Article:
Head coach Roy Williams of the North Carolina Tar Heels reacts during the third round of the 2014 NCAA Men's Basketball Tournament on March 23, 2014 in San Antonio, Texas.
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At UNC, athletes took bogus classes pushed by academic counselors

An independent investigation into the academic scandal that has been swirling around the North Carolina athletics program over the course of the last three years was released on Wednesday afternoon.

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And while the mammoth, 136 page document —which can be read in their entirety right here — takes a deep look into the way that the so-called “paper classes” came to be, for our sake there are two key talking points that need to be addressed:

  • The courses existed from 1993-2011, and roughly 3,100 of the 97,600 undergrads at UNC-Chapel Hill during that time took those classes. Athletes made up 47.6% of those 3,100 students, according to the investigation, and student-athletes were directed to those classes by members of the Academic Support Program. “Those counselors saw these paper classes as ‘GPA boosters’ and steered players into them largely in order to help them maintain their GPAs and their eligibility under the NCAA and Chapel Hill eligibility rules,” the report said.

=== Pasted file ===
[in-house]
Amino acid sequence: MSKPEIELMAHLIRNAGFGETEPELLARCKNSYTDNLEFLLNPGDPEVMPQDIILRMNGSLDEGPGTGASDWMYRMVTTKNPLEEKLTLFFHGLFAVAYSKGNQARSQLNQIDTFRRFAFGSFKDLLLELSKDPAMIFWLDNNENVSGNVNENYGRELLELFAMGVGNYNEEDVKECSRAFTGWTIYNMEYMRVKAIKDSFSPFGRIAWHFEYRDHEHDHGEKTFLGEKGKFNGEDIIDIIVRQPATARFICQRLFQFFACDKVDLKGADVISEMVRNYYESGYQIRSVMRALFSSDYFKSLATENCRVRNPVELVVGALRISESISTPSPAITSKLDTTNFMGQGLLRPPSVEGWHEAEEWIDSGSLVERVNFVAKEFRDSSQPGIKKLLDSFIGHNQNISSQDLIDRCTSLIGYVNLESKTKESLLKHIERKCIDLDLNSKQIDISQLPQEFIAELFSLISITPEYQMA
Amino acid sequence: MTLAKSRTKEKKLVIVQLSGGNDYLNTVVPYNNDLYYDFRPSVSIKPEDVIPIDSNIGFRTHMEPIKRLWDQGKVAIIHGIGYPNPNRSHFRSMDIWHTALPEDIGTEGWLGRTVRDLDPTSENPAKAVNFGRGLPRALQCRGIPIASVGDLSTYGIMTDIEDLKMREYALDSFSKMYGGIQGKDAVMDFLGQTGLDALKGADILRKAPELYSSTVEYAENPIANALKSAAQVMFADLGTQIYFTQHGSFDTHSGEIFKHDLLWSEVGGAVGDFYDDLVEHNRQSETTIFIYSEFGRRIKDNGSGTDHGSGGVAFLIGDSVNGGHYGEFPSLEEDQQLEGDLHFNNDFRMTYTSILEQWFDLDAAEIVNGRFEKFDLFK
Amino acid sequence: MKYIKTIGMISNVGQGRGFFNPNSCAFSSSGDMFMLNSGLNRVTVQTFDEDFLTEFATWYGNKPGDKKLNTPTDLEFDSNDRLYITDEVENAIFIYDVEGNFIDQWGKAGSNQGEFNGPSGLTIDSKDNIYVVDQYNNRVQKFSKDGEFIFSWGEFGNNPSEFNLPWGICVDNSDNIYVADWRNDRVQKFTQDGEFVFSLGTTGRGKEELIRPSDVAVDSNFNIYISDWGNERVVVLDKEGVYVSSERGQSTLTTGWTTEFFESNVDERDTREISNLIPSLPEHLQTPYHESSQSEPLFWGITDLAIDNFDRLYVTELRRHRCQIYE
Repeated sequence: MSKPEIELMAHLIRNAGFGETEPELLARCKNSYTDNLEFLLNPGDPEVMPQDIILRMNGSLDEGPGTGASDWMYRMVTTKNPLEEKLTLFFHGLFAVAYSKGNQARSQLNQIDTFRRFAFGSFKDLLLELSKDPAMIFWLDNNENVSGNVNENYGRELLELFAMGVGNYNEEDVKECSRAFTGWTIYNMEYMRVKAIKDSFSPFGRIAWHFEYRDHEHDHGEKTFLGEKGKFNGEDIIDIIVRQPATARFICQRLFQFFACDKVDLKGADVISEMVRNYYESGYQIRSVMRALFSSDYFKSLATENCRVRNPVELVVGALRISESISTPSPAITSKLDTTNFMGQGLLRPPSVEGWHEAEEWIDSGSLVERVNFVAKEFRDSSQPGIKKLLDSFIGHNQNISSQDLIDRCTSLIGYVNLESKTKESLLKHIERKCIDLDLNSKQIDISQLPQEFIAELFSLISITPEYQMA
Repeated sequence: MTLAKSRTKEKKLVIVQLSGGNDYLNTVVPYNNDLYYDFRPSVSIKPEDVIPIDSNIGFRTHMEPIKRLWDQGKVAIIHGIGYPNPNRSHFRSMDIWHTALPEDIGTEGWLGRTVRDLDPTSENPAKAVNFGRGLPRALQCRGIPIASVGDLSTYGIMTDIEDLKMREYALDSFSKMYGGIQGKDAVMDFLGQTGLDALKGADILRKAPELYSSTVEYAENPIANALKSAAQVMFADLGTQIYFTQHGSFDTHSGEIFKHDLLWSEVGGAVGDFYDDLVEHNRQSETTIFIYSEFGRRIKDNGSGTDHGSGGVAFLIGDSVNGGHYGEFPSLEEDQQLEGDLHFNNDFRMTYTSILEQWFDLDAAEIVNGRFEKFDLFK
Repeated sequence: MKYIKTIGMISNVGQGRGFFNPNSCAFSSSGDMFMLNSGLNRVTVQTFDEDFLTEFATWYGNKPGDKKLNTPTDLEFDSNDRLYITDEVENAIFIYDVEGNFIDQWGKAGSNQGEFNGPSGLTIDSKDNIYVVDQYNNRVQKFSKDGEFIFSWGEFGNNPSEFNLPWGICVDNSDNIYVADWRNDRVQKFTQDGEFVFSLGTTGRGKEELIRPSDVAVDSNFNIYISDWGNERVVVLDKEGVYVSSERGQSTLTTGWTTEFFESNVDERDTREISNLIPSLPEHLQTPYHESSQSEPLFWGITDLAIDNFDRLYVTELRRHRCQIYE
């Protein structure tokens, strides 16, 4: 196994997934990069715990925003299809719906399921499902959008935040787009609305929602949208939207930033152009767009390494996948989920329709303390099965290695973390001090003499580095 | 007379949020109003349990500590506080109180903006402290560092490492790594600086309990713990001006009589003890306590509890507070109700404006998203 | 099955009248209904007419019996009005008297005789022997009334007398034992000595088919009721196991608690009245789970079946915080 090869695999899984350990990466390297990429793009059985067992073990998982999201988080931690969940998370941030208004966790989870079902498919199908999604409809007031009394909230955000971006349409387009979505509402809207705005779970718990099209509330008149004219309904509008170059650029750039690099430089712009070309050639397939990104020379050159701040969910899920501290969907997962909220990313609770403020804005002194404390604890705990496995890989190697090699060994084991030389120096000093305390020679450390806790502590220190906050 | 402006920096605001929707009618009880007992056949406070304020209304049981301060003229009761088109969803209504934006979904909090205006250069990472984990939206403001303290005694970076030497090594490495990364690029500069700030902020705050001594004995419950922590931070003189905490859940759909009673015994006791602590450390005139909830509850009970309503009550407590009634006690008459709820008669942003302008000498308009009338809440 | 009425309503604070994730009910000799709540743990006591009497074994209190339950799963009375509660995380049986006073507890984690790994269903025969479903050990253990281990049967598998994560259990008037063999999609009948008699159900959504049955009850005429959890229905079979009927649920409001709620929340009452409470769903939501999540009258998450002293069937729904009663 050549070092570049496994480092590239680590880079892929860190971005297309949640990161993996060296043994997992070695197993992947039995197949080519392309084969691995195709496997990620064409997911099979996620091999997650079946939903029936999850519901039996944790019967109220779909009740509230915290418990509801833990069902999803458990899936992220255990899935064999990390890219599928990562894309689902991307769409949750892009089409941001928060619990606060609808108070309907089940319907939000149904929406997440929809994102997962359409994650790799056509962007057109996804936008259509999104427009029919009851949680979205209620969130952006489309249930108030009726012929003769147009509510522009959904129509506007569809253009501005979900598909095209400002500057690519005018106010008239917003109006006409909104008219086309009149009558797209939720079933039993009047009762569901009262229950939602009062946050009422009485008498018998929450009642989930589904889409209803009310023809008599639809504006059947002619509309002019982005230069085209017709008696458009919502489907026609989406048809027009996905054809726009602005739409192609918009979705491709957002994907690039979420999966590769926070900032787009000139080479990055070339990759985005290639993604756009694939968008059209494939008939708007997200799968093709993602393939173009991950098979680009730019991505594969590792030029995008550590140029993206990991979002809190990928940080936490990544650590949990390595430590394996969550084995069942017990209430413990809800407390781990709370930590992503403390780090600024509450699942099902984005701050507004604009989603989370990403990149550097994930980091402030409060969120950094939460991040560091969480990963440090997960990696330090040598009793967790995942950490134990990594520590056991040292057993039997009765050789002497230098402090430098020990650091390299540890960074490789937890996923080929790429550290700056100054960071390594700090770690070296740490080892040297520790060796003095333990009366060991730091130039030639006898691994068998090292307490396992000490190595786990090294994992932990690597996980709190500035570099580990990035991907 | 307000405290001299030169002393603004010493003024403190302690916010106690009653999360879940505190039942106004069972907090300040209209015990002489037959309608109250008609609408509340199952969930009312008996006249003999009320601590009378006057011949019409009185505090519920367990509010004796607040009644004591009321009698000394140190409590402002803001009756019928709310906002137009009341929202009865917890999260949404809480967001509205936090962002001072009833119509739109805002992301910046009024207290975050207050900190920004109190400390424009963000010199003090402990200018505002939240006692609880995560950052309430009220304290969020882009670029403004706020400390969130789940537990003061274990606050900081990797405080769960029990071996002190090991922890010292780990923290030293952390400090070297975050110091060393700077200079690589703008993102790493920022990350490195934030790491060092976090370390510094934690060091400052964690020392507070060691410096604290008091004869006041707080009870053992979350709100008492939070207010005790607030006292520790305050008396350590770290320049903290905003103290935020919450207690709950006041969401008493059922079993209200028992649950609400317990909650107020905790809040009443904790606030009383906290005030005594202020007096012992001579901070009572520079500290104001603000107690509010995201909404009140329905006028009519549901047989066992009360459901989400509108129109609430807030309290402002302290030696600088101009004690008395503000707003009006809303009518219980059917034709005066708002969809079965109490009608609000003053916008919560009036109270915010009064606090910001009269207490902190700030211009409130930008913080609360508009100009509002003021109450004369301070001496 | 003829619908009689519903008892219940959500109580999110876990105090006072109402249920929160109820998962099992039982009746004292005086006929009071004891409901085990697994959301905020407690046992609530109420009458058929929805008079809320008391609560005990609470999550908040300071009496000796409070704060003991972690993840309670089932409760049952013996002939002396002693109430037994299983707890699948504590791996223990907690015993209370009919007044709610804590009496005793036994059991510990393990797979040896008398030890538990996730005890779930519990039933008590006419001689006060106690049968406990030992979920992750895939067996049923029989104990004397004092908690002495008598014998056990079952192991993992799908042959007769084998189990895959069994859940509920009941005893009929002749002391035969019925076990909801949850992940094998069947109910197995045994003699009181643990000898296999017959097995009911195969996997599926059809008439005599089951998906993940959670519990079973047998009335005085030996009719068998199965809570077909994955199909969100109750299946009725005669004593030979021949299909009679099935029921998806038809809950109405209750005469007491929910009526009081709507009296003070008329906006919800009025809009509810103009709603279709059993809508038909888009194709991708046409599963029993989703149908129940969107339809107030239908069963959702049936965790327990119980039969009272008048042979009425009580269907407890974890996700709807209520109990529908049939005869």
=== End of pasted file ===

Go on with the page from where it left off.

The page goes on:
• The report also found no evidence that current UNC head coach Roy Williams knew about the paper class scheme and how it was being used.

This is the third report that has come out on the scandal, but the results of this report are much more damning for UNC’s athletic department. Headed up by Kenneth Wainstein, a former member of the U.S. Justice Department and currently a lawyer in Washington D.C., this latest report specifically ties the Academic Support Program for Student-Athletes to the scandal.

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Those academic advisors pushed players towards the classes, the report says, because they knew the athletes were getting better grades. Here’s how the scheme worked: These “paper classes” were bogus independent study courses that were billed as lecture-style classes. The students would be graded on a term paper at the end of the semester, although the classes often lacked a professor. In those instances, according to the report, Deborah Crowder, a longtime manager of the Department of African and Afro-American Studies, was grading the papers herself.

“Between 1993 and 2011, Crowder and [Julius] Nyang’oro, [Crowder’s boss, the longtime department chairmen], developed and ran a ‘shadow curriculum’ within the AFAM Department that provided students with academically flawed instruction through the offering of ‘paper classes,’” the report says. “These were classes that involved no intercaction with a faculty member, required no class attendance or course work other than a single paper, and resulted in consistently high grades that Crowder awarded without reading the papers or otherwise evaluating their true quality.”

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